Fight Indoor Air Pollution with Nutrition

Whether we like it or not, most of us have been spending more time indoors lately. So it seems like the perfect occasion to consider the air inside your home—is it healthy, or could it use a little help?

Indoor air quality can be impacted by a variety of dangers. Some of these we bring into our homes, such as pets with their dander or that lovely shade of blue paint with the volatile organic compounds (VOCs) it gives off. But other dangers—such as radon, molds, and pollen—sneak into the air without our knowledge.

No matter how these little buggers end up in your home, most of them are so teeny tiny that you can’t even see them. Take, for example, the atmospheric particle known as a PM2.5. This is a form of particulate matter (PM) with a diameter of about 3 percent the size of a single hair from your head, or 2.5 micrometers. Unless you’ve recently had microscope-vision installed in your eyes, you ain’t seeing these babies—but you will breath them because they are linked to common activities such as using a wood burning fireplace or letting the car run in the garage.

Each of our cells is a factory. Pollution clogs the cell, causing it to expend too much energy on detoxifying rather than doing its job and living another minute longer. PM2.5s are such light, miniscule particles that they are able to float in the air for long periods of time. Left unchecked, they can make their way into your nasal passages, then deep inside your lungs—triggering asthma, bronchitis, or other respiratory issues. The impact of PM2.5s on your cardiovascular system can be quite destructive as well. Long-term exposure has the potential to increase plaque buildup in your arteries, cause inflammation, and lead to hardening of the arteries.

Are there any solutions? A home air purifier can play a big role in combatting poor indoor air quality. But it’s important to seek out unbiased sources and do your research before making such a purchase. Consumer Reports, for example, performs extensive product testing and then shares their results with the public. Granted, you need to pay for an annual membership to view certain articles, but it can be worth it to help you make educated purchasing decisions.

Consumer Report’s buying guide for air purifiers explains the importance of getting one with a HEPA filter, which reduces these tiny particles by 50 percent or more. However, as the name implies, an air purifier can only do its job when these particles are floating in the air. It will help, but it won’t solve the problem once the particles land on a surface.

Good thing we have another ace up our sleeve—nutrition can also play a role in dealing with the effects of poor indoor air quality. This initially surprised me, but the more I dug, the more it made sense. You must provide your body with the nutrients it needs to help it cope with whatever it’s exposed to. Right? Right.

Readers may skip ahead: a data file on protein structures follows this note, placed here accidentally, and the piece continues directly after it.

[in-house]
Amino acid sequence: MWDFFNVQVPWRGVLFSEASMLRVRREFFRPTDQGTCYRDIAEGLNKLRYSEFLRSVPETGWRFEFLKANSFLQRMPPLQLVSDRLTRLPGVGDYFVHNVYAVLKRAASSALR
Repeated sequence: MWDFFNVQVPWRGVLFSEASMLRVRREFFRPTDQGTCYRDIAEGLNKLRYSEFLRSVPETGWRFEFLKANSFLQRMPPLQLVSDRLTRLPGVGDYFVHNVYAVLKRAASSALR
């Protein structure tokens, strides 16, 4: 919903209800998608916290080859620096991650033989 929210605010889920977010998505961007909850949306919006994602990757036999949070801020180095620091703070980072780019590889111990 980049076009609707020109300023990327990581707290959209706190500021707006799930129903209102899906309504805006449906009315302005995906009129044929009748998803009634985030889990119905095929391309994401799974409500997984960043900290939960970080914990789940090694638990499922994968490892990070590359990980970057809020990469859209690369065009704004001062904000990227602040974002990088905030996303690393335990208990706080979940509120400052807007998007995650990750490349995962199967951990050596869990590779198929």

Here’s a list of the nutrients that your respiratory and cardiovascular system are looking for when it comes to dealing with poor indoor quality:

  • Omega-3s from fish oil. The kind of omega-3 fatty acids found in fish oils help form and protect all of your cell membranes from the damages of pollution.
  • Vitamin A. It’s well established that vitamin A is a key nutrient in the formation and health of the body’s mucus membrane linings, which cover most of the lung’s surface.
  • Vitamin C complex. This nutrient offers cell protection against the stress of pollution and supports rapid detoxification via the liver and GI tract. Vitamin C complex also protects the mucus membrane linings of the lung from damage.
  • Cruciferous vegetables. Kale, brussels sprouts, cauliflower, broccoli, and other cruciferous vegetables are mainline detoxifiers because of their specific phytochemical content. If organically grown, they’re also a huge source of many protective vitamins.
  • Vitamin B complex. This vitamin complex provides the nerve energy and mechanics for the central nervous system, which can be impaired by the xenobiotics of pollution.

Breathing is unavoidable, yes? So best be sure your body is well-equipped to deal with whatever crashes the atmospheric party.

Images from iStock/AaronAmat (main), Serenethos (post). 

Paula Widish

Paula Widish, author of Trophia: Simple Steps to Everyday Self-Health, is a freelance writer and self-healther. She loves nothing more than sharing tidbits of information she discovers with others. (Actually, she loves her family more than that—and probably bacon too.) Paula has a bachelor’s degree in Psychology and Public Relations and is a Certified Professional Life Coach through International Coach Academy.

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holistic nutrition | whole food nutrition

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